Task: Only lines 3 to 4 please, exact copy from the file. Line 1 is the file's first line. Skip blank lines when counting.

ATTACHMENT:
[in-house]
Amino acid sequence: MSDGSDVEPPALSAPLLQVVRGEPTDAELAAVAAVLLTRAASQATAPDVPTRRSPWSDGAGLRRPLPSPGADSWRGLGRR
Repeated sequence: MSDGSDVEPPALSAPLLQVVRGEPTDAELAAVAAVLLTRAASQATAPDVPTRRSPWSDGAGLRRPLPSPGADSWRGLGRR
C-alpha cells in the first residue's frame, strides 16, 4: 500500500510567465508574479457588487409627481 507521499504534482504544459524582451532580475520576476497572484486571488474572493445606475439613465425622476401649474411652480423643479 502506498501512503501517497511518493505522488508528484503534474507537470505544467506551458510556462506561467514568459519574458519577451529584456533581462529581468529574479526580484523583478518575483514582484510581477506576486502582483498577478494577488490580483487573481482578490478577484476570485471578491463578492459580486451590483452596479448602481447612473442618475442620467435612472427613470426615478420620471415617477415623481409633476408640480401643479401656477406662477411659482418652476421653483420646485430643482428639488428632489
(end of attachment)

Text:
Repeated sequence: MSDGSDVEPPALSAPLLQVVRGEPTDAELAAVAAVLLTRAASQATAPDVPTRRSPWSDGAGLRRPLPSPGADSWRGLGRR
C-alpha cells in the first residue's frame, strides 16, 4: 500500500510567465508574479457588487409627481 507521499504534482504544459524582451532580475520576476497572484486571488474572493445606475439613465425622476401649474411652480423643479 502506498501512503501517497511518493505522488508528484503534474507537470505544467506551458510556462506561467514568459519574458519577451529584456533581462529581468529574479526580484523583478518575483514582484510581477506576486502582483498577478494577488490580483487573481482578490478577484476570485471578491463578492459580486451590483452596479448602481447612473442618475442620467435612472427613470426615478420620471415617477415623481409633476408640480401643479401656477406662477411659482418652476421653483420646485430643482428639488428632489